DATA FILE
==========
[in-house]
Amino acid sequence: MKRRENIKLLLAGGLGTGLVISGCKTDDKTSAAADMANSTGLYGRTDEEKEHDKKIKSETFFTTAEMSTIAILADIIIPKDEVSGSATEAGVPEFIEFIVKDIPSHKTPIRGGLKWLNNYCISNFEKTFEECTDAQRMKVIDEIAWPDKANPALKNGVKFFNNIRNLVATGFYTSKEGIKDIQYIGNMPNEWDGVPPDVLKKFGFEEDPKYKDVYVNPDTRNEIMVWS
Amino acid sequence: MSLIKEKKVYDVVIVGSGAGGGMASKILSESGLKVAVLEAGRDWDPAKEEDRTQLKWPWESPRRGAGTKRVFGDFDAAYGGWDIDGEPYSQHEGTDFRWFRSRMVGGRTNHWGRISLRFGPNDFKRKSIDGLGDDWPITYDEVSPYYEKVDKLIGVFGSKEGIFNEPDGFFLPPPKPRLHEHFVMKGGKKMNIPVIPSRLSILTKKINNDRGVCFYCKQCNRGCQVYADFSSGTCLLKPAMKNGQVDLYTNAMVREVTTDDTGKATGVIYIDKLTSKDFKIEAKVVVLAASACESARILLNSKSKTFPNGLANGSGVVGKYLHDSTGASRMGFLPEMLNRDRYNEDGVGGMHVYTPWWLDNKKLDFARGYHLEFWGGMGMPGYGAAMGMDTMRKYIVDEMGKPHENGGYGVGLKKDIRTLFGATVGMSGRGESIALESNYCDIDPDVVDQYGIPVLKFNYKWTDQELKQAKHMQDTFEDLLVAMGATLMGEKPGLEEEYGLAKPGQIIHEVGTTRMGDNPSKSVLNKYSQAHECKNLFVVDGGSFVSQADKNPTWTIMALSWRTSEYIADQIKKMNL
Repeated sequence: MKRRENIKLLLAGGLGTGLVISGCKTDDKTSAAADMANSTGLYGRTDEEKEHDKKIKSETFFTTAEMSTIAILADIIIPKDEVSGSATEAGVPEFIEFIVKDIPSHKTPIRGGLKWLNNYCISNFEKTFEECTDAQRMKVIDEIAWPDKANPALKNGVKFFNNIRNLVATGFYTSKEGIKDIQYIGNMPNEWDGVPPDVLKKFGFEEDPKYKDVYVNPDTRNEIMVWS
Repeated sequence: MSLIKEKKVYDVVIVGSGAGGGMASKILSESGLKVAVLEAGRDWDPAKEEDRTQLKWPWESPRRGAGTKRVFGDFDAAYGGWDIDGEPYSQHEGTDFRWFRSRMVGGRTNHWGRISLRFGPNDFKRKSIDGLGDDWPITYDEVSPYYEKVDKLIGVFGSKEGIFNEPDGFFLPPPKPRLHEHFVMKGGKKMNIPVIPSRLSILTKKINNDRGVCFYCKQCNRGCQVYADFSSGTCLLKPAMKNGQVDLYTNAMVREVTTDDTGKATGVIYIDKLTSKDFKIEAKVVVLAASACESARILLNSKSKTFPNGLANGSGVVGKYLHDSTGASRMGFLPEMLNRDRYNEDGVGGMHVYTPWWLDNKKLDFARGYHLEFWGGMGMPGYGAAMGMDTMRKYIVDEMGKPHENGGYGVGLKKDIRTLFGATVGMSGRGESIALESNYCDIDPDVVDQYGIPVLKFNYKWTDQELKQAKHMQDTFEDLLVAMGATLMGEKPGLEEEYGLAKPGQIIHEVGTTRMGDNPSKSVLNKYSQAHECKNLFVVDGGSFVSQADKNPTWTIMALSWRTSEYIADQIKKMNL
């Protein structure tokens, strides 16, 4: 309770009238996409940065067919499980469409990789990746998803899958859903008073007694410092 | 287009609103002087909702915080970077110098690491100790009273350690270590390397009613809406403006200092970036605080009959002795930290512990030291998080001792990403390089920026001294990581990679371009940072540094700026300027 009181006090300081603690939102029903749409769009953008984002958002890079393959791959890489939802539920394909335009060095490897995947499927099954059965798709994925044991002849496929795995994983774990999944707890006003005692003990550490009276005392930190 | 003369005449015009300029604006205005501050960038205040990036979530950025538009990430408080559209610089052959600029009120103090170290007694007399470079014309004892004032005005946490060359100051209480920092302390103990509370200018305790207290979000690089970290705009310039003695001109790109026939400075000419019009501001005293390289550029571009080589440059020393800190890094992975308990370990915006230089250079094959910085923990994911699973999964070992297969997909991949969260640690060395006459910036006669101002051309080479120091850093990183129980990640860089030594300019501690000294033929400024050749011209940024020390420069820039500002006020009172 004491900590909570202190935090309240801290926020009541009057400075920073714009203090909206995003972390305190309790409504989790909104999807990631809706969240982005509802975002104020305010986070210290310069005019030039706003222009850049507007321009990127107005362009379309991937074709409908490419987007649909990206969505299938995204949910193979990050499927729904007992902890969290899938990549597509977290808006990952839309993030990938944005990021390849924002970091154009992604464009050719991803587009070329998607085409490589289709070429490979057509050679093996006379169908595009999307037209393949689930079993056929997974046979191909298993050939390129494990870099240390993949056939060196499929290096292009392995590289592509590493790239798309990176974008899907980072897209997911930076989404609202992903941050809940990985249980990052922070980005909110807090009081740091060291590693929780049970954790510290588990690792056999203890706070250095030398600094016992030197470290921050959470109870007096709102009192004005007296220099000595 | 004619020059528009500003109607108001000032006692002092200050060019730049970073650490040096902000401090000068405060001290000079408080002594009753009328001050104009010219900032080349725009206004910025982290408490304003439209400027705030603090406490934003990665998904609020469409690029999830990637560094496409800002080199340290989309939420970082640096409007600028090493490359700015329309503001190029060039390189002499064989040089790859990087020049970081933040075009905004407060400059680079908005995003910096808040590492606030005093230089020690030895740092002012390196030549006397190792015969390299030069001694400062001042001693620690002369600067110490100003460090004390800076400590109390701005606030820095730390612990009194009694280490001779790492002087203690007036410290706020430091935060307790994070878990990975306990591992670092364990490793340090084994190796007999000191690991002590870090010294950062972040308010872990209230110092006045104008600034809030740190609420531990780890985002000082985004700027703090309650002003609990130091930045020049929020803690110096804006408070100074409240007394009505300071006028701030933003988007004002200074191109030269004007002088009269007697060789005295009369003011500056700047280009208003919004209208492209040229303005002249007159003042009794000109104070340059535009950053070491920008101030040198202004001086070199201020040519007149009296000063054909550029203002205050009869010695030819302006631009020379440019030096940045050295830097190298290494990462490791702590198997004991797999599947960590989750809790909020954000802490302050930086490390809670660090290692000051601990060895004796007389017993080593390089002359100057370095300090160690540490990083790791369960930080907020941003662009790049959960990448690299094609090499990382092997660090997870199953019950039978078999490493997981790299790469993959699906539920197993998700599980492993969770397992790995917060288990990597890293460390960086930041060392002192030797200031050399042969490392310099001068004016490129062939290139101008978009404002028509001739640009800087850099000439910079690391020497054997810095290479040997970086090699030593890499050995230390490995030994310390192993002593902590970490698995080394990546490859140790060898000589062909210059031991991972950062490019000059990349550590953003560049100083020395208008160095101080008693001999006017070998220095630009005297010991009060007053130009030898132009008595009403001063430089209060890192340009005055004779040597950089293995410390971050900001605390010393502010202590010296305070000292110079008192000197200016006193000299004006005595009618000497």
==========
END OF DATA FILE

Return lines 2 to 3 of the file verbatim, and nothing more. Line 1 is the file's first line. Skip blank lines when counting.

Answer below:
Amino acid sequence: MKRRENIKLLLAGGLGTGLVISGCKTDDKTSAAADMANSTGLYGRTDEEKEHDKKIKSETFFTTAEMSTIAILADIIIPKDEVSGSATEAGVPEFIEFIVKDIPSHKTPIRGGLKWLNNYCISNFEKTFEECTDAQRMKVIDEIAWPDKANPALKNGVKFFNNIRNLVATGFYTSKEGIKDIQYIGNMPNEWDGVPPDVLKKFGFEEDPKYKDVYVNPDTRNEIMVWS
Amino acid sequence: MSLIKEKKVYDVVIVGSGAGGGMASKILSESGLKVAVLEAGRDWDPAKEEDRTQLKWPWESPRRGAGTKRVFGDFDAAYGGWDIDGEPYSQHEGTDFRWFRSRMVGGRTNHWGRISLRFGPNDFKRKSIDGLGDDWPITYDEVSPYYEKVDKLIGVFGSKEGIFNEPDGFFLPPPKPRLHEHFVMKGGKKMNIPVIPSRLSILTKKINNDRGVCFYCKQCNRGCQVYADFSSGTCLLKPAMKNGQVDLYTNAMVREVTTDDTGKATGVIYIDKLTSKDFKIEAKVVVLAASACESARILLNSKSKTFPNGLANGSGVVGKYLHDSTGASRMGFLPEMLNRDRYNEDGVGGMHVYTPWWLDNKKLDFARGYHLEFWGGMGMPGYGAAMGMDTMRKYIVDEMGKPHENGGYGVGLKKDIRTLFGATVGMSGRGESIALESNYCDIDPDVVDQYGIPVLKFNYKWTDQELKQAKHMQDTFEDLLVAMGATLMGEKPGLEEEYGLAKPGQIIHEVGTTRMGDNPSKSVLNKYSQAHECKNLFVVDGGSFVSQADKNPTWTIMALSWRTSEYIADQIKKMNL